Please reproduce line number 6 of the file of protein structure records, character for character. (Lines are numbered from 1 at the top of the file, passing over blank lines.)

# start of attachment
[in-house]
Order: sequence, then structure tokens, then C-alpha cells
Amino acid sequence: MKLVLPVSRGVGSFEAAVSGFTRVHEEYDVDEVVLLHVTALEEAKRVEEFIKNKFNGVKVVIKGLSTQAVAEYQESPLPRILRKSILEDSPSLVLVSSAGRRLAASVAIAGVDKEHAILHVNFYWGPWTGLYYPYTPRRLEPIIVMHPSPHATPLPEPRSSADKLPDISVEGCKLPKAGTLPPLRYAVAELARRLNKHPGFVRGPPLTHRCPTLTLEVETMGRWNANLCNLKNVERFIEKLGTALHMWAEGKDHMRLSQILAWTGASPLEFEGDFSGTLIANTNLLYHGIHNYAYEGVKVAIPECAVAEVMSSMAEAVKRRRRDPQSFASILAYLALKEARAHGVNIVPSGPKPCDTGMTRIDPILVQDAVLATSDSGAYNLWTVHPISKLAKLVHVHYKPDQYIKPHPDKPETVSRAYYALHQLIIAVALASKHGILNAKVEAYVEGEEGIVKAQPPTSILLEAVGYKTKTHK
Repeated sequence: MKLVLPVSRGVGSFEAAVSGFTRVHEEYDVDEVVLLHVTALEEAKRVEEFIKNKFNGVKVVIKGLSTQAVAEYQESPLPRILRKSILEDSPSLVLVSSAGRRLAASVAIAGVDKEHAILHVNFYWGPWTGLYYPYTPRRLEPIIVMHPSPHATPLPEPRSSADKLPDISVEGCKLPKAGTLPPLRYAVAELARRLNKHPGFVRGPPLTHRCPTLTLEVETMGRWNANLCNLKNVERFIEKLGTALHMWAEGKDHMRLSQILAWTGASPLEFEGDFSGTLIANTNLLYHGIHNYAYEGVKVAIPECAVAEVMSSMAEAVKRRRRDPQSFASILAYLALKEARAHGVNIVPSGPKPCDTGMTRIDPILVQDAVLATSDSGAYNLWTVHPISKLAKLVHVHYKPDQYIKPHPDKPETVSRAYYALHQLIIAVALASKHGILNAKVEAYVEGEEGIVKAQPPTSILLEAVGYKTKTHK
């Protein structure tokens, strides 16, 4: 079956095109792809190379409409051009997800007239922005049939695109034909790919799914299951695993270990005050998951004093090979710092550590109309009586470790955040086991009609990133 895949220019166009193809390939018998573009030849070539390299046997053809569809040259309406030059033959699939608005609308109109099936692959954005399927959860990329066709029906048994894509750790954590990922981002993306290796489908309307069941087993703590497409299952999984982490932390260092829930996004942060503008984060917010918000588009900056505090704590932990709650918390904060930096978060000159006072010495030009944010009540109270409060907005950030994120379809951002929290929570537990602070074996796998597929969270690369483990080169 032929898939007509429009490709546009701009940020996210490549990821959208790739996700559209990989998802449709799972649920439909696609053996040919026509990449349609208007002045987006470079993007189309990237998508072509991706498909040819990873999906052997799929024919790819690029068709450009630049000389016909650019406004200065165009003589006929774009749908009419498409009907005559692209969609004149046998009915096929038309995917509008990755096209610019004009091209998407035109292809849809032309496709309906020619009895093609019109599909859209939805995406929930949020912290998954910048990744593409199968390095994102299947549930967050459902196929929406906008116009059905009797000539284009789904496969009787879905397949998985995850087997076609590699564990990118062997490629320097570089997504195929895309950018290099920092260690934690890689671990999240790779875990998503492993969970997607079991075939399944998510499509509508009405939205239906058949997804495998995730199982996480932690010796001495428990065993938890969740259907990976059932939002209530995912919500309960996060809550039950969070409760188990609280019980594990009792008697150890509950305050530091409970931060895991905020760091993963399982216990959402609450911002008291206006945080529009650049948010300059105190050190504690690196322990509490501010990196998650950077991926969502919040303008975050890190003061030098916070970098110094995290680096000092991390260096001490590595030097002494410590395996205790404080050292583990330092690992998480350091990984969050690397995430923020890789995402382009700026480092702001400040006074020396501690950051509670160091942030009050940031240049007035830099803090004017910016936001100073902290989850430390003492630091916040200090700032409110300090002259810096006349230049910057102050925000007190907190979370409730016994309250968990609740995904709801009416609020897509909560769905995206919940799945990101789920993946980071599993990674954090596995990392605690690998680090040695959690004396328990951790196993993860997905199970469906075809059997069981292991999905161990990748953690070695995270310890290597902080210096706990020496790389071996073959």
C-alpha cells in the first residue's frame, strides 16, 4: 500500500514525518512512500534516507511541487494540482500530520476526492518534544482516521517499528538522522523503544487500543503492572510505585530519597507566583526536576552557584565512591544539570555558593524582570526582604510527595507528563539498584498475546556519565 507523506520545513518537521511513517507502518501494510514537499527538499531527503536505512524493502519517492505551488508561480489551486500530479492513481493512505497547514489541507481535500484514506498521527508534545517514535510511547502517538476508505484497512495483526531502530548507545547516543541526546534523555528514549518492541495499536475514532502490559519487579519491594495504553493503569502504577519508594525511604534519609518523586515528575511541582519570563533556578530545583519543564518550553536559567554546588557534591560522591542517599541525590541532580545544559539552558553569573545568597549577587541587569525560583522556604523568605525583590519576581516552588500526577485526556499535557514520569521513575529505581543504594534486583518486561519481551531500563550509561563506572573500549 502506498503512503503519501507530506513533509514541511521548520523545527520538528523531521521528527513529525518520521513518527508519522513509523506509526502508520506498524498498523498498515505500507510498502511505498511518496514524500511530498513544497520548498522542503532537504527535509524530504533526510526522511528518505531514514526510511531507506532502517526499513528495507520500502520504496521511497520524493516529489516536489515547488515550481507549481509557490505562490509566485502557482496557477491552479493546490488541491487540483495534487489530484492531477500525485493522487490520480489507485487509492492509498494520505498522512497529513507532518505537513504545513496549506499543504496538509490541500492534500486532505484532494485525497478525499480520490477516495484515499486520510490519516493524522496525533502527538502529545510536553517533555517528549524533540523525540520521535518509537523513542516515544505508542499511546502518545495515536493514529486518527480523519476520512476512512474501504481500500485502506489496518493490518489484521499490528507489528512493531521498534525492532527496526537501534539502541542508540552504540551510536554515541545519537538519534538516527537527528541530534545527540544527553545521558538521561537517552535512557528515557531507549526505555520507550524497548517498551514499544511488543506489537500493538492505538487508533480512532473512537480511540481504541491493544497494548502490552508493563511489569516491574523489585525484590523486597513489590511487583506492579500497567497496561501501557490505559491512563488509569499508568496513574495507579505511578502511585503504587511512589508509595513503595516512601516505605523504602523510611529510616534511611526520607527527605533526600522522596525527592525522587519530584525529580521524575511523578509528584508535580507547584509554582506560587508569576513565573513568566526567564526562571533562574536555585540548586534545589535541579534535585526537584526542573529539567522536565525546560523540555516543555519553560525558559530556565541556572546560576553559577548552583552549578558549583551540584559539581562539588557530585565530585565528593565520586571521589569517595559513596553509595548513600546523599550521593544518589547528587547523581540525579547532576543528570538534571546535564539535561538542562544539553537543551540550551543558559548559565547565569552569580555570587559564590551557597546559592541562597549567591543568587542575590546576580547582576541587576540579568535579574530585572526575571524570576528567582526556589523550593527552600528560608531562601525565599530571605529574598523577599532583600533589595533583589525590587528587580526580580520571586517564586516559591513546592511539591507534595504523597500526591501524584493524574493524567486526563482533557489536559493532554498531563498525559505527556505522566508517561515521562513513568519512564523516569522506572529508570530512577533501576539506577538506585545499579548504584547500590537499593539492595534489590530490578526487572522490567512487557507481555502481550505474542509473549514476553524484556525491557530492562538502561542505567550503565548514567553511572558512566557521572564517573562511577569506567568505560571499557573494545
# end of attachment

C-alpha cells in the first residue's frame, strides 16, 4: 500500500514525518512512500534516507511541487494540482500530520476526492518534544482516521517499528538522522523503544487500543503492572510505585530519597507566583526536576552557584565512591544539570555558593524582570526582604510527595507528563539498584498475546556519565 507523506520545513518537521511513517507502518501494510514537499527538499531527503536505512524493502519517492505551488508561480489551486500530479492513481493512505497547514489541507481535500484514506498521527508534545517514535510511547502517538476508505484497512495483526531502530548507545547516543541526546534523555528514549518492541495499536475514532502490559519487579519491594495504553493503569502504577519508594525511604534519609518523586515528575511541582519570563533556578530545583519543564518550553536559567554546588557534591560522591542517599541525590541532580545544559539552558553569573545568597549577587541587569525560583522556604523568605525583590519576581516552588500526577485526556499535557514520569521513575529505581543504594534486583518486561519481551531500563550509561563506572573500549 502506498503512503503519501507530506513533509514541511521548520523545527520538528523531521521528527513529525518520521513518527508519522513509523506509526502508520506498524498498523498498515505500507510498502511505498511518496514524500511530498513544497520548498522542503532537504527535509524530504533526510526522511528518505531514514526510511531507506532502517526499513528495507520500502520504496521511497520524493516529489516536489515547488515550481507549481509557490505562490509566485502557482496557477491552479493546490488541491487540483495534487489530484492531477500525485493522487490520480489507485487509492492509498494520505498522512497529513507532518505537513504545513496549506499543504496538509490541500492534500486532505484532494485525497478525499480520490477516495484515499486520510490519516493524522496525533502527538502529545510536553517533555517528549524533540523525540520521535518509537523513542516515544505508542499511546502518545495515536493514529486518527480523519476520512476512512474501504481500500485502506489496518493490518489484521499490528507489528512493531521498534525492532527496526537501534539502541542508540552504540551510536554515541545519537538519534538516527537527528541530534545527540544527553545521558538521561537517552535512557528515557531507549526505555520507550524497548517498551514499544511488543506489537500493538492505538487508533480512532473512537480511540481504541491493544497494548502490552508493563511489569516491574523489585525484590523486597513489590511487583506492579500497567497496561501501557490505559491512563488509569499508568496513574495507579505511578502511585503504587511512589508509595513503595516512601516505605523504602523510611529510616534511611526520607527527605533526600522522596525527592525522587519530584525529580521524575511523578509528584508535580507547584509554582506560587508569576513565573513568566526567564526562571533562574536555585540548586534545589535541579534535585526537584526542573529539567522536565525546560523540555516543555519553560525558559530556565541556572546560576553559577548552583552549578558549583551540584559539581562539588557530585565530585565528593565520586571521589569517595559513596553509595548513600546523599550521593544518589547528587547523581540525579547532576543528570538534571546535564539535561538542562544539553537543551540550551543558559548559565547565569552569580555570587559564590551557597546559592541562597549567591543568587542575590546576580547582576541587576540579568535579574530585572526575571524570576528567582526556589523550593527552600528560608531562601525565599530571605529574598523577599532583600533589595533583589525590587528587580526580580520571586517564586516559591513546592511539591507534595504523597500526591501524584493524574493524567486526563482533557489536559493532554498531563498525559505527556505522566508517561515521562513513568519512564523516569522506572529508570530512577533501576539506577538506585545499579548504584547500590537499593539492595534489590530490578526487572522490567512487557507481555502481550505474542509473549514476553524484556525491557530492562538502561542505567550503565548514567553511572558512566557521572564517573562511577569506567568505560571499557573494545